AUGUSTE RODIN (1840-1917) L'un des Bourgeois de Calais: Pierre de Wiessant, vêtu, réduction 17 3/4 in (45 cm) (height) (Conceived between 1887-1895, this version reduced in 1895, and cast between 1930-1945)

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Lot 16
L'un des Bourgeois de Calais: Pierre de Wiessant, vêtu, réduction 17 3/4 in (45 cm) (height)

US$ 300,000 - 500,000
£ 230,000 - 390,000

Impressionist & Modern Art

12 Nov 2019, 17:00 EST

New York

AUGUSTE RODIN (1840-1917)
L'un des Bourgeois de Calais: Pierre de Wiessant, vêtu, réduction
inscribed 'A. Rodin' (on the base) and with the foundry mark 'ALEXIS RUDIER. Fondeur. Paris' (on the side of the base)
17 3/4 in (45 cm) (height)
Conceived between 1887-1895, this version reduced in 1895, and cast between 1930-1945


  • This work will be included in the forthcoming Catalogue Critique de l'Oeuvre Sculpté d'Auguste Rodin currently being prepared by Galerie Brame & Lorenceau under the direction of Jérôme Le Blay under the archive number 2014-4316B.

    Private Collection, South Africa, and sold: Bonhams, New York, November 4, 2014, lot 12.

    Private collection, Pennsylvania (acquired at the above sale).

    G. Grappe, Catalogue du Musée Rodin, Paris, 1927, nos. 110-115 (illustration of the complete monumental plaster version p. 52).
    G. Grappe, Catalogue du Musée Rodin, Paris, 1944, no. 167c (illustration of the plaster version p. 60).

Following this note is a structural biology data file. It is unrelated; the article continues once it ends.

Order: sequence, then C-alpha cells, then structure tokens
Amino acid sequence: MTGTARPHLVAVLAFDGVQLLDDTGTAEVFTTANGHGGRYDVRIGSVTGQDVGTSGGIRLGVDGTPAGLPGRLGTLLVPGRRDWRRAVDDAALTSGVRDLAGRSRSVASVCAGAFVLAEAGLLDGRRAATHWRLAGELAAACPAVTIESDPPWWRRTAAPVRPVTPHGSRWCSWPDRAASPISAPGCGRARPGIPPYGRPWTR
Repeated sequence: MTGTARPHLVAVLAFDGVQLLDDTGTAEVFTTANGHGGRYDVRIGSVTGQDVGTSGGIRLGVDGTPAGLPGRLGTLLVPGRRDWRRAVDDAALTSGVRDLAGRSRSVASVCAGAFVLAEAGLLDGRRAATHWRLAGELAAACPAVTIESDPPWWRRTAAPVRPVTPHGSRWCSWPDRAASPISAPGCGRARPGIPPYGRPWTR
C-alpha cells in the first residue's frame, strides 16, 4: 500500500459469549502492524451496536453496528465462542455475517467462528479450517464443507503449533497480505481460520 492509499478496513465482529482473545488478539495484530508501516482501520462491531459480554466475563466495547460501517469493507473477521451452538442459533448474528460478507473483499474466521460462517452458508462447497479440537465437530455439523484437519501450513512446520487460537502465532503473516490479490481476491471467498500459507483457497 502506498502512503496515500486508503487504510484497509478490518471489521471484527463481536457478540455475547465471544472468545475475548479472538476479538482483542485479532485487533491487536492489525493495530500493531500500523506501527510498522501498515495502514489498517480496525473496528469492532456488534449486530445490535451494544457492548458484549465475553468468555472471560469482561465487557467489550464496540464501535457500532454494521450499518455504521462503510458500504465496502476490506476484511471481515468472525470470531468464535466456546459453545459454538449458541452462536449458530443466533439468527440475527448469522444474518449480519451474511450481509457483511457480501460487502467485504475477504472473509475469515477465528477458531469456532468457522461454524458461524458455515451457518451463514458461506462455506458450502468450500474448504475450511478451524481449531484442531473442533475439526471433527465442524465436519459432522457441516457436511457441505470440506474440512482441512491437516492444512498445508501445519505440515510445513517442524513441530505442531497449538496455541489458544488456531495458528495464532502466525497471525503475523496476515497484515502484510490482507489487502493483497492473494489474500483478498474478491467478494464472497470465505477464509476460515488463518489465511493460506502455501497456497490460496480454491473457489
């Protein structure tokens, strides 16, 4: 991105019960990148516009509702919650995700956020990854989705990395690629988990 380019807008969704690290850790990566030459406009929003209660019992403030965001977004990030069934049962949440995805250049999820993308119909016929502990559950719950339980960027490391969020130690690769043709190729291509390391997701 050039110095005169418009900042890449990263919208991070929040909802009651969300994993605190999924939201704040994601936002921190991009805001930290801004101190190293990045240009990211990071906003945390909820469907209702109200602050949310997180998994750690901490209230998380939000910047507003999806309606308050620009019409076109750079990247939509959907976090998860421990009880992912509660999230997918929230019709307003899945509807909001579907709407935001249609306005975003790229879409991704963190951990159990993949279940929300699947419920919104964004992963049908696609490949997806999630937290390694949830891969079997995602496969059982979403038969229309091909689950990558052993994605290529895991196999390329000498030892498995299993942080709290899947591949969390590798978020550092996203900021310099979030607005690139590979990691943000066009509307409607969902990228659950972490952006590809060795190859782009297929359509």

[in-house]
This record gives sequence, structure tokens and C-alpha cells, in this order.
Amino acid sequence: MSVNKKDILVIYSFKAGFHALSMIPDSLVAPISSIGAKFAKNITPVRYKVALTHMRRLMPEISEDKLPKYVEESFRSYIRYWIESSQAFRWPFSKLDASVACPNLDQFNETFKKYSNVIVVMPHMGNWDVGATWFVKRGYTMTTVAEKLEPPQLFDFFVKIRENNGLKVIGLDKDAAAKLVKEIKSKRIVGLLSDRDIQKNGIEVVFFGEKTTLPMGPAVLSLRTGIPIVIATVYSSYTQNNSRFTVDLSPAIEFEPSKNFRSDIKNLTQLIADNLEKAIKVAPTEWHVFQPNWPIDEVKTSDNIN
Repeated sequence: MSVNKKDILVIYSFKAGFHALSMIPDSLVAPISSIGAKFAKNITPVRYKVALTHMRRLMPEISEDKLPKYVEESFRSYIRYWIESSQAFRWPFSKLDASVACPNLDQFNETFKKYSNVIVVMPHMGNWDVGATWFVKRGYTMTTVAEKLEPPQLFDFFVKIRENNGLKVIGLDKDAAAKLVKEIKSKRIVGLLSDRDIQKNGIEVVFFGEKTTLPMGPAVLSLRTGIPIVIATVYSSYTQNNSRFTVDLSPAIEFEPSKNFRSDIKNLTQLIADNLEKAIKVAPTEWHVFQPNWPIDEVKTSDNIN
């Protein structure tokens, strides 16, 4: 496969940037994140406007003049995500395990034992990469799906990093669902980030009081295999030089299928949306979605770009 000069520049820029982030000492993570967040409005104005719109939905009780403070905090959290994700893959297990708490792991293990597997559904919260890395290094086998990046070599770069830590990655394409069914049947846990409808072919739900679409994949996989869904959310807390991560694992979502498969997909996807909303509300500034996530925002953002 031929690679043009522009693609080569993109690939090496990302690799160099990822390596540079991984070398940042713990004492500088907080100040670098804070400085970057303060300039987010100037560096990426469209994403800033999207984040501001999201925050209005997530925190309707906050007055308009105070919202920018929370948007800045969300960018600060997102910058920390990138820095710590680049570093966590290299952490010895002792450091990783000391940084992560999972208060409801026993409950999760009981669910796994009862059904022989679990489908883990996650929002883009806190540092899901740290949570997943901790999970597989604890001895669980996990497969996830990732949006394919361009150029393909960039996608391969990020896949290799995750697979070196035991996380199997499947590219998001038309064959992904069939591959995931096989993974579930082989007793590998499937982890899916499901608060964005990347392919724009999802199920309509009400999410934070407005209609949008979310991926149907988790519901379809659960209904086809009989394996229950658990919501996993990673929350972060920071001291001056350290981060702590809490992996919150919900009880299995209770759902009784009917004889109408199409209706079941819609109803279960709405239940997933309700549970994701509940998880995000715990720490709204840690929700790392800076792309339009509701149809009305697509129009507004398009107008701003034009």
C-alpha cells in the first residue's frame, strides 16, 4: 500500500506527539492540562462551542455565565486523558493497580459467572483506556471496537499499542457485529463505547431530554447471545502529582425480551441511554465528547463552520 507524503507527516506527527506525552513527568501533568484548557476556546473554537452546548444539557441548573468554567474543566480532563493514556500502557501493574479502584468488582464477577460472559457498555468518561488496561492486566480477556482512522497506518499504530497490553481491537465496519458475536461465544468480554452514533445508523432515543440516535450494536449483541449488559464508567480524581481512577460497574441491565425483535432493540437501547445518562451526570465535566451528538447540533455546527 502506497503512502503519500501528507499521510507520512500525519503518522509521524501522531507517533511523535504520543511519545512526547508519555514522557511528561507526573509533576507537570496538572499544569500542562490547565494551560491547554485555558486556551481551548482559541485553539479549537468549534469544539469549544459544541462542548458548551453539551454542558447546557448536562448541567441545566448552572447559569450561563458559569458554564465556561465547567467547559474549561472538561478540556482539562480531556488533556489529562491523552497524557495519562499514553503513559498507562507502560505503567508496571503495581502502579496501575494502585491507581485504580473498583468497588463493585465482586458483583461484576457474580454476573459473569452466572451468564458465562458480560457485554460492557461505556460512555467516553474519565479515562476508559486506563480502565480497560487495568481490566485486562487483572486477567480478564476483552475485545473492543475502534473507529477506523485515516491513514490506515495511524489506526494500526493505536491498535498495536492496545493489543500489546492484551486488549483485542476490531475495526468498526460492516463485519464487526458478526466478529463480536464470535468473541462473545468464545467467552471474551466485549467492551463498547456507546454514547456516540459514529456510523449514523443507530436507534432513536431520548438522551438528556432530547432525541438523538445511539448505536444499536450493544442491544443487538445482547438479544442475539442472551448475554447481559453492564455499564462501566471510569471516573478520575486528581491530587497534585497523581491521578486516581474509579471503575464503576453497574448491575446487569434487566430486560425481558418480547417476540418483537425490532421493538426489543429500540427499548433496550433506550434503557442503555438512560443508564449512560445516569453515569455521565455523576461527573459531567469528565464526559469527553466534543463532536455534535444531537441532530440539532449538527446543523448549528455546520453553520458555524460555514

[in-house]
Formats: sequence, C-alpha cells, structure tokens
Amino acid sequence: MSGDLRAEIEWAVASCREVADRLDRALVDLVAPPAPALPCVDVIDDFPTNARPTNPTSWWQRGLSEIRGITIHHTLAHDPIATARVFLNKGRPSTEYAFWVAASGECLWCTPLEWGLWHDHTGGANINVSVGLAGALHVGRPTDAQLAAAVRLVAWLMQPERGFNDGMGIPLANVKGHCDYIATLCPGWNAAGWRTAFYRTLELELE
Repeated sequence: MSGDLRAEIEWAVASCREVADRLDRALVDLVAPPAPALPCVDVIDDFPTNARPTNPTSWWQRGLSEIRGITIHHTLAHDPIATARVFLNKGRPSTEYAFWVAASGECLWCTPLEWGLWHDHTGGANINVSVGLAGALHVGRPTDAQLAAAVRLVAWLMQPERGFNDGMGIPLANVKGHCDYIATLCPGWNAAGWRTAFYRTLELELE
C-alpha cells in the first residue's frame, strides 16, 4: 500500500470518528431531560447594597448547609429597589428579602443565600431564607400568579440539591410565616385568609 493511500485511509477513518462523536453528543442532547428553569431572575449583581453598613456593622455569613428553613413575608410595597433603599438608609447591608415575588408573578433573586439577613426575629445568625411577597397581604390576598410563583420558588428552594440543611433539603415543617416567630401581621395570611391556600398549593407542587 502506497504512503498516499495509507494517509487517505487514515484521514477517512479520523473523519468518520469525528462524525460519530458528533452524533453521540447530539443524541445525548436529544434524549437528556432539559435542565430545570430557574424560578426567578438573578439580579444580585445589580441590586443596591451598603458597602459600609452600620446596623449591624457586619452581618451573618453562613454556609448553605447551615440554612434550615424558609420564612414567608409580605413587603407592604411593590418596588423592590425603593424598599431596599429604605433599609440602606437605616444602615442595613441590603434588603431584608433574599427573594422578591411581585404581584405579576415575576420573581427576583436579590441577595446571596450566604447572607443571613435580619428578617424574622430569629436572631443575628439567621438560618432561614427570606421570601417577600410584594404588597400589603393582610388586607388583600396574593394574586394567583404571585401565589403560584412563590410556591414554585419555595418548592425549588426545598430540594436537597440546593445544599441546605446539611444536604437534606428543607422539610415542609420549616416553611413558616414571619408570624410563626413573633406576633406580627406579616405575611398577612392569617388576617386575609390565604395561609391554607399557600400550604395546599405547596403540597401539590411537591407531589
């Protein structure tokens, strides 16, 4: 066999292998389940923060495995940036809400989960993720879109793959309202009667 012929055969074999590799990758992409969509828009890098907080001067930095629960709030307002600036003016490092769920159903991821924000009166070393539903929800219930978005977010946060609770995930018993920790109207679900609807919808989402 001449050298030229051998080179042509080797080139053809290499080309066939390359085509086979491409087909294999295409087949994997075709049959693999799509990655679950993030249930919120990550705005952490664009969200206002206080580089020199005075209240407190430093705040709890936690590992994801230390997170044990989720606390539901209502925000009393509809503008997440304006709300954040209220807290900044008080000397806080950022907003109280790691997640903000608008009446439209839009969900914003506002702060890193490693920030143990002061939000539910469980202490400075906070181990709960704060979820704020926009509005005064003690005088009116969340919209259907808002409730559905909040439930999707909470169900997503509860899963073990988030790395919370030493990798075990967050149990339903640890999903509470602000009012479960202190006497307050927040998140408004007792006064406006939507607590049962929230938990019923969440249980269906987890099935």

B. Champigneulle, Rodin, London, 1967, no. 21 (illustration of the complete monumental version p. 66).
    R. Descharnes & J.-F. Chabrun, Auguste Rodin, Lausanne, 1967 (illustration of the complete monumental bronze version p. 114).
    I. Jianou & C. Goldscheider, Rodin, Paris, 1967 (illustration of the complete monumental bronze version pl. 41).
    L. Goldscheider, Rodin Sculptures, London, 1970 (illustration of another cast pl. 39, p. 119; illustration of the monumental plaster version pl. 38).
    J.L. Tancock, The Sculpture of Auguste Rodin, Philadelphia, 1976, no. 67-69-13 (illustration of another cast p. 390).
    A.E. Elsen, Rodin's Art, The Rodin Collection of the Iris & B. Gerald Cantor Center for Visual Arts at Stanford University, New York, 2003, no. 30 (illustration of the monumental version pp. 137-138).
    A. Le Normand-Romain, The Bronzes of Rodin, Catalogue of works in the Musée Rodin, Paris, 2007, vol. I, no. S.418 (illustration of another cast p. 237).